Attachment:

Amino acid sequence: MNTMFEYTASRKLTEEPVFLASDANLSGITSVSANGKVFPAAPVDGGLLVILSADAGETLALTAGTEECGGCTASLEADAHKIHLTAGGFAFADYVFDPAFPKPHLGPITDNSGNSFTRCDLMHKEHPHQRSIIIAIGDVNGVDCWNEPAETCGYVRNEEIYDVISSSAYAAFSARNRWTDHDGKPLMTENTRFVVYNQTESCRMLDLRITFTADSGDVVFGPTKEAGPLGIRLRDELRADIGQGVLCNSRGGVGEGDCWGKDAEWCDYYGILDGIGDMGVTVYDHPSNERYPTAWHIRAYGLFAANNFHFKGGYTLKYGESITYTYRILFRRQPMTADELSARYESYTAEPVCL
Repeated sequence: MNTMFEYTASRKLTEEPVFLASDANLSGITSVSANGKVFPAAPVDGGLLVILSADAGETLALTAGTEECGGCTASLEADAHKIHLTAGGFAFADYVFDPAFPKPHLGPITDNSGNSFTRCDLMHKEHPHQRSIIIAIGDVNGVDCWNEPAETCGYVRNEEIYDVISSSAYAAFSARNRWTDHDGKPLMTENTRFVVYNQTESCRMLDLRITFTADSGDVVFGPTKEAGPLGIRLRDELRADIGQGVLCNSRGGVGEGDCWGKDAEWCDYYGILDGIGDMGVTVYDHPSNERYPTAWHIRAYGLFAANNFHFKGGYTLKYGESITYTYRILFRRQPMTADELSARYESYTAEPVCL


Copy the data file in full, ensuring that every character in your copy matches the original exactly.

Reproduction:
Amino acid sequence: MNTMFEYTASRKLTEEPVFLASDANLSGITSVSANGKVFPAAPVDGGLLVILSADAGETLALTAGTEECGGCTASLEADAHKIHLTAGGFAFADYVFDPAFPKPHLGPITDNSGNSFTRCDLMHKEHPHQRSIIIAIGDVNGVDCWNEPAETCGYVRNEEIYDVISSSAYAAFSARNRWTDHDGKPLMTENTRFVVYNQTESCRMLDLRITFTADSGDVVFGPTKEAGPLGIRLRDELRADIGQGVLCNSRGGVGEGDCWGKDAEWCDYYGILDGIGDMGVTVYDHPSNERYPTAWHIRAYGLFAANNFHFKGGYTLKYGESITYTYRILFRRQPMTADELSARYESYTAEPVCL
Repeated sequence: MNTMFEYTASRKLTEEPVFLASDANLSGITSVSANGKVFPAAPVDGGLLVILSADAGETLALTAGTEECGGCTASLEADAHKIHLTAGGFAFADYVFDPAFPKPHLGPITDNSGNSFTRCDLMHKEHPHQRSIIIAIGDVNGVDCWNEPAETCGYVRNEEIYDVISSSAYAAFSARNRWTDHDGKPLMTENTRFVVYNQTESCRMLDLRITFTADSGDVVFGPTKEAGPLGIRLRDELRADIGQGVLCNSRGGVGEGDCWGKDAEWCDYYGILDGIGDMGVTVYDHPSNERYPTAWHIRAYGLFAANNFHFKGGYTLKYGESITYTYRILFRRQPMTADELSARYESYTAEPVCL